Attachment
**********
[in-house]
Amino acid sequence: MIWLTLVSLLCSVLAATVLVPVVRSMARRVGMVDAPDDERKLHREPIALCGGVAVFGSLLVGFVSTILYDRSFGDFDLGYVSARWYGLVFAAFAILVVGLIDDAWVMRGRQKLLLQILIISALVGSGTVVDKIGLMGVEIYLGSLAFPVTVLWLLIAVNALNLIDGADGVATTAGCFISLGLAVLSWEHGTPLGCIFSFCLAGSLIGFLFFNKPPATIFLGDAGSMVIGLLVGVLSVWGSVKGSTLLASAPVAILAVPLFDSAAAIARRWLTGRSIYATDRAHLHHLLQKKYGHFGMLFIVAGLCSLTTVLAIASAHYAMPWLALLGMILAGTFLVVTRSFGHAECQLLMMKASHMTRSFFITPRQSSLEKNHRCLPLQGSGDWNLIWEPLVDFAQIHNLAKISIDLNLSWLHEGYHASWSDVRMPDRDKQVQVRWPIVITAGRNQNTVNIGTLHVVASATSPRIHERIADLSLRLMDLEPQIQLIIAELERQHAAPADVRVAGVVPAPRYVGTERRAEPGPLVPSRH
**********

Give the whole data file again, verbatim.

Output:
[in-house]
Amino acid sequence: MIWLTLVSLLCSVLAATVLVPVVRSMARRVGMVDAPDDERKLHREPIALCGGVAVFGSLLVGFVSTILYDRSFGDFDLGYVSARWYGLVFAAFAILVVGLIDDAWVMRGRQKLLLQILIISALVGSGTVVDKIGLMGVEIYLGSLAFPVTVLWLLIAVNALNLIDGADGVATTAGCFISLGLAVLSWEHGTPLGCIFSFCLAGSLIGFLFFNKPPATIFLGDAGSMVIGLLVGVLSVWGSVKGSTLLASAPVAILAVPLFDSAAAIARRWLTGRSIYATDRAHLHHLLQKKYGHFGMLFIVAGLCSLTTVLAIASAHYAMPWLALLGMILAGTFLVVTRSFGHAECQLLMMKASHMTRSFFITPRQSSLEKNHRCLPLQGSGDWNLIWEPLVDFAQIHNLAKISIDLNLSWLHEGYHASWSDVRMPDRDKQVQVRWPIVITAGRNQNTVNIGTLHVVASATSPRIHERIADLSLRLMDLEPQIQLIIAELERQHAAPADVRVAGVVPAPRYVGTERRAEPGPLVPSRH